Tampa – Bucs veteran Cairo Santos enters the 2019 preseason entrenched in a kicking competition, but he doesn’t want to waste much time looking over his shoulder at the newcomer who wants to take his job.
Santos converted seven of his eight field goal attempts in kicking drills on Friday, making from 51 and 55 yards out. His lone miss came from 59 yards, his longest attempt of the day.
Matt Gay, Tampa Bay’s fifth round draft pick out of the University of Utah, is showing off a strong leg in Buccaneers training camp. On Thursday, he hit six of his eight field goal attempts, converting two kicks from 53 yards out before missing from 57 and 56. Last week, Gay converted from as far as 57 yards.
“I hope we both do well and make the decision hard for management,” Santos said. “My job is still to make every kick, with him here or not.”
The Buccaneers have been unable to consistently convert on field goal attempts of 50 yards or longer for each of the last three seasons. Since the start of 2016, Tampa Bay’s kickers are a combined 4-for-10 on such attempts.
A year ago, kicker Chandler Catanzaro made his lone field goal attempt of 50 yards or longer. The Bucs cut him in November and signed Santos. Over seven games with Tampa Bay, Santos converted nine of his 12 field goal attempts with a season-long of 45 yards. He has not converted a field goal attempt of 50 yards or longer since 2016, when he made two kicks of that distance with the Kansas City Chiefs.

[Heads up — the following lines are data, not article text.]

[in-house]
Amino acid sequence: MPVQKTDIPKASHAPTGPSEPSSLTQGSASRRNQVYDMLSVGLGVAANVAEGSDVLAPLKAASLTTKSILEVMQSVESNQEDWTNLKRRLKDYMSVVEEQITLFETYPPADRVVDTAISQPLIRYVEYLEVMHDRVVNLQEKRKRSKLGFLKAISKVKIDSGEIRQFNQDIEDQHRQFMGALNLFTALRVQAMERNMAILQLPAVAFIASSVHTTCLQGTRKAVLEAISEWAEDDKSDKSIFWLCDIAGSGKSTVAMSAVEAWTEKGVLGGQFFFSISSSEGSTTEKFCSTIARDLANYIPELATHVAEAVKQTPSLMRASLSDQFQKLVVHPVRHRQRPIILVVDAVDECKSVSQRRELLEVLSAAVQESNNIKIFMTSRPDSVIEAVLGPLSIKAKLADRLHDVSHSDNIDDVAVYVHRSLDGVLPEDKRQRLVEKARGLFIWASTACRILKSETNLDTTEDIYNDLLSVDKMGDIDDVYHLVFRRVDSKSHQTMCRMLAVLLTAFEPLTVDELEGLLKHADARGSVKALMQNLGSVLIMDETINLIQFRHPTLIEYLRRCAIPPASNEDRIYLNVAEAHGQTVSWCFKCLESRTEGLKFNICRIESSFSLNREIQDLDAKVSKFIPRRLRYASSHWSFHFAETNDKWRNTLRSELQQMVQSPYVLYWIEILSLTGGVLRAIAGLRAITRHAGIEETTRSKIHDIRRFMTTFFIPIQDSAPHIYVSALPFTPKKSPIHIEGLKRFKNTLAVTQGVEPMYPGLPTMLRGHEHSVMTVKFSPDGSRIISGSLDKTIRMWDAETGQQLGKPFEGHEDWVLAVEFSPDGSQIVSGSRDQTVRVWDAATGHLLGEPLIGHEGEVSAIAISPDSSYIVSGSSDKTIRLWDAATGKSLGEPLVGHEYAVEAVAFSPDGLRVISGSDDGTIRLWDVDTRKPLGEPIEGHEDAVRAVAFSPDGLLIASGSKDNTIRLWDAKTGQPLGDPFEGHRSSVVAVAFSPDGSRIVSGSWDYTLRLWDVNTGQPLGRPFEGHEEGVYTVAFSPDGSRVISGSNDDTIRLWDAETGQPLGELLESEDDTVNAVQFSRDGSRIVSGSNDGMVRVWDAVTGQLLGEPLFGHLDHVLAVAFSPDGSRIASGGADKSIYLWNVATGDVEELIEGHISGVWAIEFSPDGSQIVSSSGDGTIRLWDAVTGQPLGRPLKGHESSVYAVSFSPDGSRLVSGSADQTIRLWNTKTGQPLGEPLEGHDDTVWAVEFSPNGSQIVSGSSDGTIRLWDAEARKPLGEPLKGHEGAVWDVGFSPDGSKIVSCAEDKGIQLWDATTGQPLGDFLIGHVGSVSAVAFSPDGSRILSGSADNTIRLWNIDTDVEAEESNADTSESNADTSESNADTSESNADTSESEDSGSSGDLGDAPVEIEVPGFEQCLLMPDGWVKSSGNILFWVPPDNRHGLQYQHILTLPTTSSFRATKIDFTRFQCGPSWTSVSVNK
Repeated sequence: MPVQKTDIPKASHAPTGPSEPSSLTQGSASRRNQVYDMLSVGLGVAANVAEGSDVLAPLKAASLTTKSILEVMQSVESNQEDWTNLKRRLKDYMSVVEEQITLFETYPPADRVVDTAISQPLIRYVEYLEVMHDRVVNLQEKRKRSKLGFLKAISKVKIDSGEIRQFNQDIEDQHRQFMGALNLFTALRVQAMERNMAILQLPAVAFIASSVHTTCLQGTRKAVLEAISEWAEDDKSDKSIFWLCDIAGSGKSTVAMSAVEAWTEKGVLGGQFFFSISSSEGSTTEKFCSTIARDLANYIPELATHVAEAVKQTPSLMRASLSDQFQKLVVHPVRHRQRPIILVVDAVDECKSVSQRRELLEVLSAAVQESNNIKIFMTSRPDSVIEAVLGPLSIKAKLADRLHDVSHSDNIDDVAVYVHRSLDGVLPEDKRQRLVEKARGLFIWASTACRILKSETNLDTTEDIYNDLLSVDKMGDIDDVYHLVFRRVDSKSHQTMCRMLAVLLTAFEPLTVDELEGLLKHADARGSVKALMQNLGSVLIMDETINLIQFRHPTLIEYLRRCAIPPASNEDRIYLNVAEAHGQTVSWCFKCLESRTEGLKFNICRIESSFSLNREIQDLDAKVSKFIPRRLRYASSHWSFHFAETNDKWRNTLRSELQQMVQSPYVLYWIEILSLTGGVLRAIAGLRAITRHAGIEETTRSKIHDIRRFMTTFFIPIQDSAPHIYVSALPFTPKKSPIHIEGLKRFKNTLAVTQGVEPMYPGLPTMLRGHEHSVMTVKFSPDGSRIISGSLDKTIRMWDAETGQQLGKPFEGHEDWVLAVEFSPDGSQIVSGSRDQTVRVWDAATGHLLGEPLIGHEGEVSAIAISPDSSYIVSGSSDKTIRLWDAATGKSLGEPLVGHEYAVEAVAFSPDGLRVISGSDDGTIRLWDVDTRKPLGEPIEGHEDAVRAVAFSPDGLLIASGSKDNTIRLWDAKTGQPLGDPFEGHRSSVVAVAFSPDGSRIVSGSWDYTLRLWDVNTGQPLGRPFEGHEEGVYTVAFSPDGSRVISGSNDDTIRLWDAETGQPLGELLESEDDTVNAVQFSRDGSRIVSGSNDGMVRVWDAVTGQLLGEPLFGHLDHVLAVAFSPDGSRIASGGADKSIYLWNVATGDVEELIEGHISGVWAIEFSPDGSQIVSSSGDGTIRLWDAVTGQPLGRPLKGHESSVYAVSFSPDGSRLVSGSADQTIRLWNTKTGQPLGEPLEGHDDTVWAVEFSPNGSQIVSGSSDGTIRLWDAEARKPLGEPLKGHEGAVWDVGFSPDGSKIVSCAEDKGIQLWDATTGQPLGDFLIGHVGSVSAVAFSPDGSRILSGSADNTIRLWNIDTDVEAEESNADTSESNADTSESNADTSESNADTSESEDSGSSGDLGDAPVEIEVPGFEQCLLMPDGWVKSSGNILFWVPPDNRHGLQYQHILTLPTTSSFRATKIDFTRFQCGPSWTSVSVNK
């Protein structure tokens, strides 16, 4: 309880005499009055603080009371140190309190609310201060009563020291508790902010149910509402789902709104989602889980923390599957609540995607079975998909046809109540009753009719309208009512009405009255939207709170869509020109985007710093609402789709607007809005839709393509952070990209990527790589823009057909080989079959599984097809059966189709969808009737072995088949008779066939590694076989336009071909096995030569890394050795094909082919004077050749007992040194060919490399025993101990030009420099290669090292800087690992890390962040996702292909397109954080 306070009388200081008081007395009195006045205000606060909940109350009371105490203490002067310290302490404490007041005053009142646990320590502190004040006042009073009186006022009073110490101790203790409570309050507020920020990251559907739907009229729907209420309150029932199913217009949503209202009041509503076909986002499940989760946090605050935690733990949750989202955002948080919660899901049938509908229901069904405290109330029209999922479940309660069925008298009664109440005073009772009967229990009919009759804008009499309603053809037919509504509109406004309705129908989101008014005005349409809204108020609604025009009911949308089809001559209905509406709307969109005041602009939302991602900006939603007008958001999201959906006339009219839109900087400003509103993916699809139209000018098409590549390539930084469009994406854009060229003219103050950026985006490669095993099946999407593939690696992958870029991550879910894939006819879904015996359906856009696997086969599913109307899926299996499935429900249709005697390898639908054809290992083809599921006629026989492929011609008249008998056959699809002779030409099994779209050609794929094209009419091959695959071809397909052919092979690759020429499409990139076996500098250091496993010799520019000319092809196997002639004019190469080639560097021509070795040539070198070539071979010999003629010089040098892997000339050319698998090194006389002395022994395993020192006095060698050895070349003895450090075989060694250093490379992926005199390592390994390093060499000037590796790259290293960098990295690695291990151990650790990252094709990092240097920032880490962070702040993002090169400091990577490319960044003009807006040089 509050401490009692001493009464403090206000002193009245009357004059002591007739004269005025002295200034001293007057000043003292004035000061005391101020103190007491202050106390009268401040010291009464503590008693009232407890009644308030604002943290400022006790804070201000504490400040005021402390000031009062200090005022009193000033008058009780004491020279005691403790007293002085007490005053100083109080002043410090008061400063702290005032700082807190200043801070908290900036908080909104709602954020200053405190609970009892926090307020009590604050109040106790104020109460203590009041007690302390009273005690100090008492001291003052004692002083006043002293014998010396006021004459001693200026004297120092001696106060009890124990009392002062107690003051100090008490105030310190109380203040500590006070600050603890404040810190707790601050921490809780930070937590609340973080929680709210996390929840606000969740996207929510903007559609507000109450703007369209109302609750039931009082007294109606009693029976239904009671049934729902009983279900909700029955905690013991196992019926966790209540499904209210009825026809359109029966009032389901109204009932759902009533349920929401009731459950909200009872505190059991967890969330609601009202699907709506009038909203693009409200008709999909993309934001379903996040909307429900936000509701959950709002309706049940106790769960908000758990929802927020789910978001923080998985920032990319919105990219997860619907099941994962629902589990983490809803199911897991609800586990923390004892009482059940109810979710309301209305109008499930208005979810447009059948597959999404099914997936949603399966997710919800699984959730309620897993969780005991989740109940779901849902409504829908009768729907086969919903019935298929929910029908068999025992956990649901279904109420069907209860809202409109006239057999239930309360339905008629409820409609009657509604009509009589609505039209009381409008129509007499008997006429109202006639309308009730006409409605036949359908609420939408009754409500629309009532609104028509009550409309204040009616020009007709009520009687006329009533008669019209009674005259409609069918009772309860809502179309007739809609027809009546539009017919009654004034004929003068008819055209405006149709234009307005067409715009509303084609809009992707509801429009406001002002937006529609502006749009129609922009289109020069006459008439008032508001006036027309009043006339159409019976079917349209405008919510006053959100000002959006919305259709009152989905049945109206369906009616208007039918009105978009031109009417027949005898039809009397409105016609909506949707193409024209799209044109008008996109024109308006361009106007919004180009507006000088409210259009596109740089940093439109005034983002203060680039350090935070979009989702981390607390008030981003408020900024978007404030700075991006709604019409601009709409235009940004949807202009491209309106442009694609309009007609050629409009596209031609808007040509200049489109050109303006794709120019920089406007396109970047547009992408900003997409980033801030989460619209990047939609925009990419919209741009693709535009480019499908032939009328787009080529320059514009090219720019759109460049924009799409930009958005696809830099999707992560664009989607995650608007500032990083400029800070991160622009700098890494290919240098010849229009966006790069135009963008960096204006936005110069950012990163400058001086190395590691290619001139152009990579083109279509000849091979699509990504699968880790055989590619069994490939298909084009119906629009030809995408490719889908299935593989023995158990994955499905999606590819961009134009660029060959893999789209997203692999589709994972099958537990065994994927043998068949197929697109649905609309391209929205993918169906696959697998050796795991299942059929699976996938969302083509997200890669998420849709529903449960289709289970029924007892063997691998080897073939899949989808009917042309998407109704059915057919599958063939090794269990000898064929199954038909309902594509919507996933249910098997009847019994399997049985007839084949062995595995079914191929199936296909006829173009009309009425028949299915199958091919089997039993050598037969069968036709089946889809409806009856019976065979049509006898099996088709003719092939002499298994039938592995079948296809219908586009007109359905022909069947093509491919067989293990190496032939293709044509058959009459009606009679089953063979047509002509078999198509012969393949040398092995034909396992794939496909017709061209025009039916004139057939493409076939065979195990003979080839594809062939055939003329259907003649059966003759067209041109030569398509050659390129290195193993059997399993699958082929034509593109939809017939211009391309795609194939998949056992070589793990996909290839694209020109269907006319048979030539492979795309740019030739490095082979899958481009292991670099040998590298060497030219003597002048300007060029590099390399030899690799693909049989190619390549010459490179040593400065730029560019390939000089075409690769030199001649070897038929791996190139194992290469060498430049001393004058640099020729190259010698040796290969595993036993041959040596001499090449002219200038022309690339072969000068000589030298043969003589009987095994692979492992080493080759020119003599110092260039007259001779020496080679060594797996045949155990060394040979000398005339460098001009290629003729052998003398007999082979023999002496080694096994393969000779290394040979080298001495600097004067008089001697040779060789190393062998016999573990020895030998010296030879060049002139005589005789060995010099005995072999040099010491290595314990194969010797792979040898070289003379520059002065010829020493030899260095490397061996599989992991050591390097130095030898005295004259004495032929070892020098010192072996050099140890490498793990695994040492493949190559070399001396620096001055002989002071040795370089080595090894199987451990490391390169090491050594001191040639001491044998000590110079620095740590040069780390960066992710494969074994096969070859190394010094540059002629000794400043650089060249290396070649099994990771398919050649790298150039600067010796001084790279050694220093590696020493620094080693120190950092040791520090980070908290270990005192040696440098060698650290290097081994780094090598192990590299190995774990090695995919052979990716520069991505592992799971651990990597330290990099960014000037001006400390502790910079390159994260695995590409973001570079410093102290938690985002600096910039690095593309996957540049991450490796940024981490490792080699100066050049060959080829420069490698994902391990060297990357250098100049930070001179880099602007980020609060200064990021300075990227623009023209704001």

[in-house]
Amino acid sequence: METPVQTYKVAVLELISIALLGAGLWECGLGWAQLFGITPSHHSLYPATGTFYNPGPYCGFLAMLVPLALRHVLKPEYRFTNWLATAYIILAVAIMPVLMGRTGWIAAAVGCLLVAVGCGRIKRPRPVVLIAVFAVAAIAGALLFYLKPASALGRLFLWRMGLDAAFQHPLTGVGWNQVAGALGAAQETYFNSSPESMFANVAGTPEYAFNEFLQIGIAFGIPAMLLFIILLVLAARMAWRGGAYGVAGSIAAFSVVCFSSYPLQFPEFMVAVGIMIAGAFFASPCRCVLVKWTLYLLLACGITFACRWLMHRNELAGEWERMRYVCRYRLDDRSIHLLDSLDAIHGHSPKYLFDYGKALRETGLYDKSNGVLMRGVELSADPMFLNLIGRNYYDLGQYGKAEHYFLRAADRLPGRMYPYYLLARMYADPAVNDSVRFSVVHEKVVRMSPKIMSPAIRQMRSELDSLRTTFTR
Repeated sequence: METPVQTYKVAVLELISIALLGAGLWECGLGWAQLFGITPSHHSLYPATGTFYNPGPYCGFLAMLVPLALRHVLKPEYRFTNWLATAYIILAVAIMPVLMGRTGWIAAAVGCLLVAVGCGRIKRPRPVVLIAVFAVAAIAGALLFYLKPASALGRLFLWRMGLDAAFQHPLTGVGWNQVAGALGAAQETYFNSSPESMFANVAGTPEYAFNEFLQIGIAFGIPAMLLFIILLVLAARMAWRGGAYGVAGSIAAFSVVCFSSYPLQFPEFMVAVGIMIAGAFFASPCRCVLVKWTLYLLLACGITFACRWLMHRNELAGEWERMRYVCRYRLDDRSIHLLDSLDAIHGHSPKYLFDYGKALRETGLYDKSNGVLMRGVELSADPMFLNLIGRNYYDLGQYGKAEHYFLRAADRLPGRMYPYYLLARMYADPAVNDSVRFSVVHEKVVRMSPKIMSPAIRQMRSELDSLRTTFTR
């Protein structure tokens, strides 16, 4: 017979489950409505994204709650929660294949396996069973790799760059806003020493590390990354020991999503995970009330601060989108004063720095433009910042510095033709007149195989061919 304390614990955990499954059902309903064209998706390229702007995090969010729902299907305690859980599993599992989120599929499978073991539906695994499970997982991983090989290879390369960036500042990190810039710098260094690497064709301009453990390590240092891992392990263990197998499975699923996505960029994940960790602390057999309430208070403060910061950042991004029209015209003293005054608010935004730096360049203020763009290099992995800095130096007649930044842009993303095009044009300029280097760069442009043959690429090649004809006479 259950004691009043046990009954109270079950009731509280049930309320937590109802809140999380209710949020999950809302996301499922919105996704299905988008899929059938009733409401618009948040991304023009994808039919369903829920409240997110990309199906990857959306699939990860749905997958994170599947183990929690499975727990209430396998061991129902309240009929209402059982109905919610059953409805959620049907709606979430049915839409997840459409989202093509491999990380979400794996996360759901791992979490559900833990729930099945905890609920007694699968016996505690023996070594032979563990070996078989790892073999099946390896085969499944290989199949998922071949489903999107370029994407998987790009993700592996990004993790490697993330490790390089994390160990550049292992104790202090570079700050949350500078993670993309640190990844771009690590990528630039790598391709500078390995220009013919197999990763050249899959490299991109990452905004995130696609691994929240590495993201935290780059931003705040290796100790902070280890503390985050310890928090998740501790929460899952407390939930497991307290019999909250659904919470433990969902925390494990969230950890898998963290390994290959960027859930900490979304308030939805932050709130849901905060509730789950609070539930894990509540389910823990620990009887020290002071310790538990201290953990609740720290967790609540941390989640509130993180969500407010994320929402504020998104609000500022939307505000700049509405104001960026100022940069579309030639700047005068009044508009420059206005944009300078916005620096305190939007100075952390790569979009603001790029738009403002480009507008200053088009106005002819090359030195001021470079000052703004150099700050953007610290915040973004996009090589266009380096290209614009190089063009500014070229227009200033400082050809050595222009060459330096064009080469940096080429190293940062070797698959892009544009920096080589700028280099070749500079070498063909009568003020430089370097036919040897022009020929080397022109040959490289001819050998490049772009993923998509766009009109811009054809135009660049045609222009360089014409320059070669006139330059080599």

The last season in which Tampa Bay converted on more than half of its long field goal attempts came in 2015, a year in which Kyle Brindza and Connor Barth combined to go 5-for-9 on field goals longer than 50 yards.
“It’s something this team has been stressing, all [organized team activities], all camp,” Santos said of long field goals. “I feel like half our attempts are over 50 yards.”
The need for a strong-legged kicker led the team to spend a draft pick on Gay. Rather than splitting field goal attempts between the two kickers every day, the Bucs are alternating primary kickers daily to give one player all the live attempts.
Santos, entering his sixth year in the league, said the practice is unusual for him, but he has taken well to the routine. Taking all the reps at camp allows Santos to get eight or nine reps on his assigned kicking days.
“The more times we’re out there, kicking in front of the team, in front of coach Arians… I think that gets us ready for the real challenge.”
Despite the fierce competition from the 25-year-old rookie, Santos said his focus remains on making kicks in camp.
“It’s something I’ve been working on hard,” Santos said of the long field goal attempts. “I’m very pleased with the work I’ve put in and how my body is feeling.”